• Take one from among ARCH 101, or AR H 101.
  • PLAN 103 Intro to Urban & Environmental Planning Credits: 3

Spring Semester - Credits: 15-16


  • English Credits (or 2nd Writing Requirement): 3
  • Math/Science Credits: 3-4
    Environmental Science and Math are encouraged (some EVSC are classified as Social Science, however).
  • Social Science Credits: 3 
    Majors take six credits of Politics and 12 other credits of Social Science in addition to ECON 201 and 202.
  • Humanities Credits: 3
    One Non-Western Studies included.
  • Language of Architecture Credits: 4
    • Take one from among ARCH 102 or AR H 102

Second Year


Fall Semester - Credits: 16-17


  • Math/Science Credits: 3-4
    Environmental Science and Math are encouraged EVSC 320 highly recommended (some EVSC are classified as Social Science, however).
  • Humanities Credits: 3
    One Non-Western Studies included.
  • Open Elective Credits: 3

Spring Semester - Credits: 16-17


  • Math/Science Credits: 3-4
    Environmental Science and Math are encouraged EVSC 320 highly recommended (some EVSC are classified as Social Science, however).
  • Statistics Credits: 3
  • Open Elective Credits: 3
    One Non-Western Studies included.

Third Year


Fall Semester - Credits: 15


  • Politics Credits: 3
  • Electives Credits: 6
    One Non-Western Studies included.

Spring Semester - Credits: 15


  • Professional Elective Credits: 3
    A Professional Elective can be taken in a professional school at the 300 level or above with advisors permission.
  • Politics Elective Credits: 3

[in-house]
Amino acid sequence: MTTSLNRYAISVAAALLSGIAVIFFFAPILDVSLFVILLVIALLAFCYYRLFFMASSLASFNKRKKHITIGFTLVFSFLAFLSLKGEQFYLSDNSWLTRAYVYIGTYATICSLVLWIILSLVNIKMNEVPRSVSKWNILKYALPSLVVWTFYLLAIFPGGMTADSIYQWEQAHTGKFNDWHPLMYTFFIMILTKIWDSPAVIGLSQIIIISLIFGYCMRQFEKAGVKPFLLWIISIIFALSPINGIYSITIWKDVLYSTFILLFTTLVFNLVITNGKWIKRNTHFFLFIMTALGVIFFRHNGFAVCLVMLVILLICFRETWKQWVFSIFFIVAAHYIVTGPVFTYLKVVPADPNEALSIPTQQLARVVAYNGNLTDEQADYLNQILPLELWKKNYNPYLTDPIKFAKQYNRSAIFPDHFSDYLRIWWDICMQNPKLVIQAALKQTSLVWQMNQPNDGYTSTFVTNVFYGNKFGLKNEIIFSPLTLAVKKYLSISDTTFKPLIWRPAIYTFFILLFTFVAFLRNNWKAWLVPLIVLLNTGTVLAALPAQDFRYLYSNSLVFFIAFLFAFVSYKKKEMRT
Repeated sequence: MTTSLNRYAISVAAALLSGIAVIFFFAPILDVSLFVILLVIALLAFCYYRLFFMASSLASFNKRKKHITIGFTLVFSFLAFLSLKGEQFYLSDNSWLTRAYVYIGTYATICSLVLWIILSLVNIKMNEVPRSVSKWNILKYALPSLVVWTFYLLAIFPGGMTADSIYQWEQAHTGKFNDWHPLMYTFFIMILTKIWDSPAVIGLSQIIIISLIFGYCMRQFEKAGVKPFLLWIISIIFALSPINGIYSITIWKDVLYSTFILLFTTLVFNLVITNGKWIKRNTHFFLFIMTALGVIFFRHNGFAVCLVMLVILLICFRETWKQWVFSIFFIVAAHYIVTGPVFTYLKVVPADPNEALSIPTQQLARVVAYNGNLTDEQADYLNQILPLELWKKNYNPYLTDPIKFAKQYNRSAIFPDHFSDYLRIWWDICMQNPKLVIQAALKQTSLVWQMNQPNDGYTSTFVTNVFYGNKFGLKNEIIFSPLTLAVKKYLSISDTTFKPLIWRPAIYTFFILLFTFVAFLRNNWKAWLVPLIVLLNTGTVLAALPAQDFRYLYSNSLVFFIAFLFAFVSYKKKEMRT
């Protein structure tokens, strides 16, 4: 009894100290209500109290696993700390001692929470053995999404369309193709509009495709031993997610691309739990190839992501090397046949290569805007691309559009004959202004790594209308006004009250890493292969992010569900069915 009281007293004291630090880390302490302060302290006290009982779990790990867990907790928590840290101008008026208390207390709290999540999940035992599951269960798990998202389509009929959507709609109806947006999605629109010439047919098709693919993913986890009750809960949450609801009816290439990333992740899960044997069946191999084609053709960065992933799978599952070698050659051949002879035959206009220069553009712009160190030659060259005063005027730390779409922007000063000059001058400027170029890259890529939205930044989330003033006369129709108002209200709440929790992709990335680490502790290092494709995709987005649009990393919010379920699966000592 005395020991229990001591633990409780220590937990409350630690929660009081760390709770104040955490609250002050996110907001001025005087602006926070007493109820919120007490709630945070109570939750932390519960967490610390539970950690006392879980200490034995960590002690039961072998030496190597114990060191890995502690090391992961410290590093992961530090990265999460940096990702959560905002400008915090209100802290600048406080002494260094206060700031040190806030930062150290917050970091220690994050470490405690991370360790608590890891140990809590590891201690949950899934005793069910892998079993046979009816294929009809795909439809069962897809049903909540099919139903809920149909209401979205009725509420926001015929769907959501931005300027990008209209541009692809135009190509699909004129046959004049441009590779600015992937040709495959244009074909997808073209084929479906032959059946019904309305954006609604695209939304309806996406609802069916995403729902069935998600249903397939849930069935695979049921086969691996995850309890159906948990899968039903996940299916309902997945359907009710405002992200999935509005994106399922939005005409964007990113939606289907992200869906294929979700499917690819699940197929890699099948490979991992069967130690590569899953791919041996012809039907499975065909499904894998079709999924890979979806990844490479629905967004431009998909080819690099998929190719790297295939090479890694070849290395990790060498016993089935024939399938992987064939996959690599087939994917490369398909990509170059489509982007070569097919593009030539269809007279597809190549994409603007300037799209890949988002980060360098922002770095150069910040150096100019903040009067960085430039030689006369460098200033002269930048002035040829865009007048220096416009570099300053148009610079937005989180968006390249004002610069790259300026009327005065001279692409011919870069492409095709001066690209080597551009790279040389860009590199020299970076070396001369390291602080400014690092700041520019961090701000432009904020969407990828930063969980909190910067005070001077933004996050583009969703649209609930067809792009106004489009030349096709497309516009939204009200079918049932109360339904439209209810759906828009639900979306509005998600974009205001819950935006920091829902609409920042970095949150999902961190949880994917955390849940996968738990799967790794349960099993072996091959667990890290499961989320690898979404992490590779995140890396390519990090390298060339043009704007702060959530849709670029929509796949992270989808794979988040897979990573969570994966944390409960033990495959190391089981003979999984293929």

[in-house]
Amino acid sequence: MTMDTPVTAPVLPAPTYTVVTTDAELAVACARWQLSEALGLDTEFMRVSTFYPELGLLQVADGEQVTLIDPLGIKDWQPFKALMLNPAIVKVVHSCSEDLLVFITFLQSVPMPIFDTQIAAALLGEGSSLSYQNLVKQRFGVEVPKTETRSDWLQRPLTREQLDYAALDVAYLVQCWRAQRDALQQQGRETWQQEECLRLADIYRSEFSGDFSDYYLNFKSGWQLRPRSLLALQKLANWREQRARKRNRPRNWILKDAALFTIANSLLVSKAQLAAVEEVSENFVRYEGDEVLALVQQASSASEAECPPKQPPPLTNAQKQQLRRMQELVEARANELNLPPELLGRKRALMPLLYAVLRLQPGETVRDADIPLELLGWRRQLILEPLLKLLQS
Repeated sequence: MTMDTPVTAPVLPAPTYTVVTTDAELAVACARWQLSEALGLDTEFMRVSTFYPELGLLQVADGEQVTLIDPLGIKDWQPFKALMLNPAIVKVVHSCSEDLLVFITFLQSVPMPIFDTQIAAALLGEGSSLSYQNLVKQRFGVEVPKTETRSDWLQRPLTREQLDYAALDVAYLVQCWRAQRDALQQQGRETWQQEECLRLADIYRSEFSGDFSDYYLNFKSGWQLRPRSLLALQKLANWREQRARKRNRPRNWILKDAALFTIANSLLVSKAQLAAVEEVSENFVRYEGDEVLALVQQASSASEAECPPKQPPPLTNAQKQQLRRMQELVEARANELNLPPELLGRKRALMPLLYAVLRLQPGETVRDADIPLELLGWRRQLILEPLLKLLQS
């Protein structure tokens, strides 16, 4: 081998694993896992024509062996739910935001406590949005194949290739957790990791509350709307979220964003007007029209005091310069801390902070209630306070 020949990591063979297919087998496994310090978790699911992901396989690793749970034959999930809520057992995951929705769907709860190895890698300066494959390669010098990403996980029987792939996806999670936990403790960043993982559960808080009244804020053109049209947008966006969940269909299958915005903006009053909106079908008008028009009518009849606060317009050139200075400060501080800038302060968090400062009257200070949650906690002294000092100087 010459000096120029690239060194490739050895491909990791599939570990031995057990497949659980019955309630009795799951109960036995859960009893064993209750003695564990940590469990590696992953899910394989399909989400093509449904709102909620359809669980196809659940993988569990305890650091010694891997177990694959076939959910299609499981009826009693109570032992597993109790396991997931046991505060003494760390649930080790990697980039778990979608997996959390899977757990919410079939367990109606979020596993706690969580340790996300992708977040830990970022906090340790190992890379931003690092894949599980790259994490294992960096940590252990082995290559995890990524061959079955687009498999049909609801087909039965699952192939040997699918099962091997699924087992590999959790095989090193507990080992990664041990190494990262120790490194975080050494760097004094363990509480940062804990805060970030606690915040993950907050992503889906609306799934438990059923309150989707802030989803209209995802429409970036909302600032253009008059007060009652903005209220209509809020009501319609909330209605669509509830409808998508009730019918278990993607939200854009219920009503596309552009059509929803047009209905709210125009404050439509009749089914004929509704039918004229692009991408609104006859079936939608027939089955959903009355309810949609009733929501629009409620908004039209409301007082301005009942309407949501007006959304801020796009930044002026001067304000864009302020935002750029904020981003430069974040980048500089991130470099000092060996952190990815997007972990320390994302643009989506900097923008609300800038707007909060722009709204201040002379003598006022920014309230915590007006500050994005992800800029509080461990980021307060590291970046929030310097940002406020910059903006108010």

• Electives Credits: 6
    One Non-Western Studies included.

Fourth Year


Fall Semester - Credits: 15


  • Professional Electives Credits: 6
    A Professional Elective can be taken in a professional school at the 300 level or above with advisors permission. 
  • Social Science Credits: 3
    Majors take six credits of Politics and 12 other credits of Social Science in addition to ECON 201 and 202.
  • Open Elective Credits:  
    One Non-Western Studies included.

Spring Semester - Credits: 15


  • Planning Application Course Credits: 3
    Planning applications courses are designated as PLAC. These courses emphasize field work, analysis, plan development, and document preparations.
  • Social Science Credits: 3
    Majors take six credits of Politics and 12 other credits of Social Science in addition to ECON 201 and 202.
  • PLAN Elective or Fourth Year project Credits: 3
  • Open Elective Credits:
    One Non-Western Studies included.

Urban and Environmental Planning Minor


An application for the minor is available in Campbell Hall, Room 120A. Upon completion of all requirements, the signature of the respective department chair must be obtained.

Requirements


A minor in urban and environmental planning requires 15 credits of PLAN courses with a minimum grade of C-. Students may choose from among any PLAN course, with no more than 6 credits at the 500 level. PLAN courses taken as a completed Planning Minor do not count against the limit of credits college students can take outside the College.

Jointly listed courses PLAN/ARCH, PLAN/EVSC, etc. also count toward the minor.

Course Descriptions for Minor


See the Major in Bachelor of Urban and Environmental Planning for course descriptions.

Urban and Environmental Planning Course Descriptions